My friend Kimberly said to me before the Sunday morning dance this morning, “I’ve been reading your blog and I love it. It seems to me that it’s important for your own healing.” When I pressed her for more detail about this last part, she said it was “just a feeling”.
This was a new one for me. I have known that I love the blog, that I am devoted to it, that I get tremendous satisfaction and self-expression from it, but – oriented as I am towards healing and familiar with that language – I hadn’t yet applied it to the blog. But Kimberly is one deep soul, so what she says is tough to write off.
Is not all of life for our healing? Kimberly and I share a spiritual teacher, the Zen master Thich Nhat Hanh, who has said, “We are here to awaken from our illusion of separateness.” I think the blog may be doing some of that. The comments I get from people – here on the blog, in emails and face-to-face – say to me that what I am writing is reaching them, is helpful, touches places that are useful for them to go…that somehow they feel connected to it and to me. I have a vision of those of us who are sharing this blog experience as a community. That community especially lights up when people write comments on the blog where everyone can see them – but is equally present when people are in their own homes, silently reading the posts and connecting with them, responding to them.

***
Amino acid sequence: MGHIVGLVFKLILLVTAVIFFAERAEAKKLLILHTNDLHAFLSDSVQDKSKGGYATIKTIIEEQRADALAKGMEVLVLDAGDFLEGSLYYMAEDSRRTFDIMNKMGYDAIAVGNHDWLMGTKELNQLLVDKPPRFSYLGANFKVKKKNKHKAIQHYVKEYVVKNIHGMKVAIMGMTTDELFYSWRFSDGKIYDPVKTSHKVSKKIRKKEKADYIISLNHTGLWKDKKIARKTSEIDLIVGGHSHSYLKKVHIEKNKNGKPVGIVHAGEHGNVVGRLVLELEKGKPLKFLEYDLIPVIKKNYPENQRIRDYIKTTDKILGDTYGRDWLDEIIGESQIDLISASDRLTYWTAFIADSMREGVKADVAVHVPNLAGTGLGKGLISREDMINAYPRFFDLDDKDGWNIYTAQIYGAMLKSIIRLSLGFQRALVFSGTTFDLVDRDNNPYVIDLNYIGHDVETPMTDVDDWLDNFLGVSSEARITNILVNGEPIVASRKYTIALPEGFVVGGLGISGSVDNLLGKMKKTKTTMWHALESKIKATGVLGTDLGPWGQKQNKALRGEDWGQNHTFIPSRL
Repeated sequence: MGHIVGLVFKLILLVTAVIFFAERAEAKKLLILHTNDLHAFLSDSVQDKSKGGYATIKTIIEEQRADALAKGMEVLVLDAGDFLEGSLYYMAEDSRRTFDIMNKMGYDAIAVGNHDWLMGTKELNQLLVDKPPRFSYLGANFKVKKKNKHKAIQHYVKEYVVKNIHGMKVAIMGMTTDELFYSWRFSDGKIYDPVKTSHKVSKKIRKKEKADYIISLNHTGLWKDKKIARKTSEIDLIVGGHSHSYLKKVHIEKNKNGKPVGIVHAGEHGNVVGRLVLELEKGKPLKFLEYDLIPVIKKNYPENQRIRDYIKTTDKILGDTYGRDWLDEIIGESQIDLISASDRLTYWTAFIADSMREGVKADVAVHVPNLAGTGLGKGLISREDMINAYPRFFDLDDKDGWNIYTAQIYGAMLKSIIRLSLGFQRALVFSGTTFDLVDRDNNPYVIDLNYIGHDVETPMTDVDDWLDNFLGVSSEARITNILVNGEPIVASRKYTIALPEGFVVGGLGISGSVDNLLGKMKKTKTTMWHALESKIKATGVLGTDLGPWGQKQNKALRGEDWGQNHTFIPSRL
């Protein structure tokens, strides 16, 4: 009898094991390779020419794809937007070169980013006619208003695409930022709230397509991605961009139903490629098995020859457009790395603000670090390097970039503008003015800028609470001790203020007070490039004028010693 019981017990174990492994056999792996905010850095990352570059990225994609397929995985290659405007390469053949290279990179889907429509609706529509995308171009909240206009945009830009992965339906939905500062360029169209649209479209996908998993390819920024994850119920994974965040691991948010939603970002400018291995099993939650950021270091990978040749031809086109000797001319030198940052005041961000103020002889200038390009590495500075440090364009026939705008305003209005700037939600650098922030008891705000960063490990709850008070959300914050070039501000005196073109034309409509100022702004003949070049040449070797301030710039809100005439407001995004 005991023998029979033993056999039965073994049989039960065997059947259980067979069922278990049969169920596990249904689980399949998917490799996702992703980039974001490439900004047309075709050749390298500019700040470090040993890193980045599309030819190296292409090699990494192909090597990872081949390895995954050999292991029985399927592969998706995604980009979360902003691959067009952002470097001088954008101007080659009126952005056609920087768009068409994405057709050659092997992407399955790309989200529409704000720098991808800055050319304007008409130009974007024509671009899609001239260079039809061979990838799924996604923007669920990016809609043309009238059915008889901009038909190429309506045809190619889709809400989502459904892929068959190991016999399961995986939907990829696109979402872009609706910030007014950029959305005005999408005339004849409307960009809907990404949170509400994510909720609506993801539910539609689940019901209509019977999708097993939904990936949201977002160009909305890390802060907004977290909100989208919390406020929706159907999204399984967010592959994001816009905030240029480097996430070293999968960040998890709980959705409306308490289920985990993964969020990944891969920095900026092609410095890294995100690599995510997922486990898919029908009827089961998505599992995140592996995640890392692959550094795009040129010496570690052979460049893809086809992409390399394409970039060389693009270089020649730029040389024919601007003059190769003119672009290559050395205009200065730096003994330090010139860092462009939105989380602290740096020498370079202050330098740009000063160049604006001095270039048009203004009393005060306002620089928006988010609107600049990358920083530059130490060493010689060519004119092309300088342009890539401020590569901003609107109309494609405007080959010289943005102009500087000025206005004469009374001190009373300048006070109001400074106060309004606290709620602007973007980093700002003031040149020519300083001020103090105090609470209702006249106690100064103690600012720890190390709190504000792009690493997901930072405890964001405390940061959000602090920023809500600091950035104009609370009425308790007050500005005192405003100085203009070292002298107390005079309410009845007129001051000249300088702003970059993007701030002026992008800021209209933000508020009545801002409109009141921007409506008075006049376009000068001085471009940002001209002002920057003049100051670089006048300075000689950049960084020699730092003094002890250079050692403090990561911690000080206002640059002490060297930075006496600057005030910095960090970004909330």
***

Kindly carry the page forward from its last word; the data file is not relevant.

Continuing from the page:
I recently went through a powerful personal growth experience called The Shine Expansive. My biggest takeaway from that three-day workshop was a personal mission statement: “I shepherd my flock.” It’s easy to see that this has been the life purpose that has followed me from my teens in the Catholic seminary, studying to be a priest. When I was an organization development management consultant at AT&T, my role felt very pastoral – I used to whimsically say that that 400 thousand person company was my flock.
So what if those of us who share the blog are one flock for me? And what if the community of people around my grocery store are another flock? It’s clear to me – if not to all of them – that the staff are a community. And it’s also clear to me that the bigger group of staff and customers are a community. What if my purpose there is to build community among staff and with customers – to help us connect with each other, to help us awaken from the illusion of our separateness? And then there are the cashiers of the world – another flock to whom I feel a calling to minister with this blog.
If I think about it that way, then there’s no question that my cashiering job – and the blog which has sprung out of it – are healing for me.